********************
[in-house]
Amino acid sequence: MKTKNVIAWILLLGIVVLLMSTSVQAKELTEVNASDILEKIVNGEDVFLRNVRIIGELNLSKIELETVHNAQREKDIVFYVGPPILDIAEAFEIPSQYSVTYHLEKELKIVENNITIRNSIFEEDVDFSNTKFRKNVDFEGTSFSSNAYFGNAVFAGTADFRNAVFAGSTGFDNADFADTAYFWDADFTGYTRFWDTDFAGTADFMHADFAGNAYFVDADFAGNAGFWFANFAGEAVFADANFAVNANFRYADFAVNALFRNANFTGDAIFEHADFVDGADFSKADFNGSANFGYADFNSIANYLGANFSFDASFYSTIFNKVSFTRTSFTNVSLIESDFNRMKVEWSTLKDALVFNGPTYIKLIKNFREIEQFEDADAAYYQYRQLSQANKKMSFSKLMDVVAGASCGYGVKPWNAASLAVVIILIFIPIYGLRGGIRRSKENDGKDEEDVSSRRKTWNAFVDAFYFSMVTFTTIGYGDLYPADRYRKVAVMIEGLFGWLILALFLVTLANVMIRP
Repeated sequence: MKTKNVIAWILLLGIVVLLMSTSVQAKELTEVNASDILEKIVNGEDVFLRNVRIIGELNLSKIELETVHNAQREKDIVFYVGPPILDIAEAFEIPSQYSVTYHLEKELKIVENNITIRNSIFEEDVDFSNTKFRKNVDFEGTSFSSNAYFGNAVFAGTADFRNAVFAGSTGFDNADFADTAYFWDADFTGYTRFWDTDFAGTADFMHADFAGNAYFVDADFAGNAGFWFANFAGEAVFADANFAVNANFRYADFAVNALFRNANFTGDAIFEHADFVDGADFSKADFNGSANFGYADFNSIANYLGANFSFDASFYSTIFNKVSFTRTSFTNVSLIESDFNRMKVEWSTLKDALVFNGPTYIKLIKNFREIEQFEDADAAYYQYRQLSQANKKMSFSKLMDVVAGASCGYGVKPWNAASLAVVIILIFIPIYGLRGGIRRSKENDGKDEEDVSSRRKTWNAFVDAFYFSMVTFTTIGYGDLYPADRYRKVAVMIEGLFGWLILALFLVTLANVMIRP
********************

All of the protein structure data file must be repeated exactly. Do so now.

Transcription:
[in-house]
Amino acid sequence: MKTKNVIAWILLLGIVVLLMSTSVQAKELTEVNASDILEKIVNGEDVFLRNVRIIGELNLSKIELETVHNAQREKDIVFYVGPPILDIAEAFEIPSQYSVTYHLEKELKIVENNITIRNSIFEEDVDFSNTKFRKNVDFEGTSFSSNAYFGNAVFAGTADFRNAVFAGSTGFDNADFADTAYFWDADFTGYTRFWDTDFAGTADFMHADFAGNAYFVDADFAGNAGFWFANFAGEAVFADANFAVNANFRYADFAVNALFRNANFTGDAIFEHADFVDGADFSKADFNGSANFGYADFNSIANYLGANFSFDASFYSTIFNKVSFTRTSFTNVSLIESDFNRMKVEWSTLKDALVFNGPTYIKLIKNFREIEQFEDADAAYYQYRQLSQANKKMSFSKLMDVVAGASCGYGVKPWNAASLAVVIILIFIPIYGLRGGIRRSKENDGKDEEDVSSRRKTWNAFVDAFYFSMVTFTTIGYGDLYPADRYRKVAVMIEGLFGWLILALFLVTLANVMIRP
Repeated sequence: MKTKNVIAWILLLGIVVLLMSTSVQAKELTEVNASDILEKIVNGEDVFLRNVRIIGELNLSKIELETVHNAQREKDIVFYVGPPILDIAEAFEIPSQYSVTYHLEKELKIVENNITIRNSIFEEDVDFSNTKFRKNVDFEGTSFSSNAYFGNAVFAGTADFRNAVFAGSTGFDNADFADTAYFWDADFTGYTRFWDTDFAGTADFMHADFAGNAYFVDADFAGNAGFWFANFAGEAVFADANFAVNANFRYADFAVNALFRNANFTGDAIFEHADFVDGADFSKADFNGSANFGYADFNSIANYLGANFSFDASFYSTIFNKVSFTRTSFTNVSLIESDFNRMKVEWSTLKDALVFNGPTYIKLIKNFREIEQFEDADAAYYQYRQLSQANKKMSFSKLMDVVAGASCGYGVKPWNAASLAVVIILIFIPIYGLRGGIRRSKENDGKDEEDVSSRRKTWNAFVDAFYFSMVTFTTIGYGDLYPADRYRKVAVMIEGLFGWLILALFLVTLANVMIRP